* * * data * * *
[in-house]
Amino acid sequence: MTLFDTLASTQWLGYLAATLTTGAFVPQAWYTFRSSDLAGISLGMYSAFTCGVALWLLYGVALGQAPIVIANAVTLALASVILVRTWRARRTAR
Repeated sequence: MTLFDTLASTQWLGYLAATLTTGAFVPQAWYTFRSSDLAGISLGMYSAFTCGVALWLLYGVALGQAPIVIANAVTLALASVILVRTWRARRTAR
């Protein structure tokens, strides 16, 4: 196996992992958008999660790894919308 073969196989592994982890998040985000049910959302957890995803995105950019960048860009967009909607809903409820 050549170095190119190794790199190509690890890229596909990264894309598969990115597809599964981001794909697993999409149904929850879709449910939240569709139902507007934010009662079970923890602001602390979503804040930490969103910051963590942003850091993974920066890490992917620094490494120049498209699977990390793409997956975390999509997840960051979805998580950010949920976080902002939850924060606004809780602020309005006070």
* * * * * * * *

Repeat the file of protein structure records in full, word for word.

[in-house]
Amino acid sequence: MTLFDTLASTQWLGYLAATLTTGAFVPQAWYTFRSSDLAGISLGMYSAFTCGVALWLLYGVALGQAPIVIANAVTLALASVILVRTWRARRTAR
Repeated sequence: MTLFDTLASTQWLGYLAATLTTGAFVPQAWYTFRSSDLAGISLGMYSAFTCGVALWLLYGVALGQAPIVIANAVTLALASVILVRTWRARRTAR
């Protein structure tokens, strides 16, 4: 196996992992958008999660790894919308 073969196989592994982890998040985000049910959302957890995803995105950019960048860009967009909607809903409820 050549170095190119190794790199190509690890890229596909990264894309598969990115597809599964981001794909697993999409149904929850879709449910939240569709139902507007934010009662079970923890602001602390979503804040930490969103910051963590942003850091993974920066890490992917620094490494120049498209699977990390793409997956975390999509997840960051979805998580950010949920976080902002939850924060606004809780602020309005006070």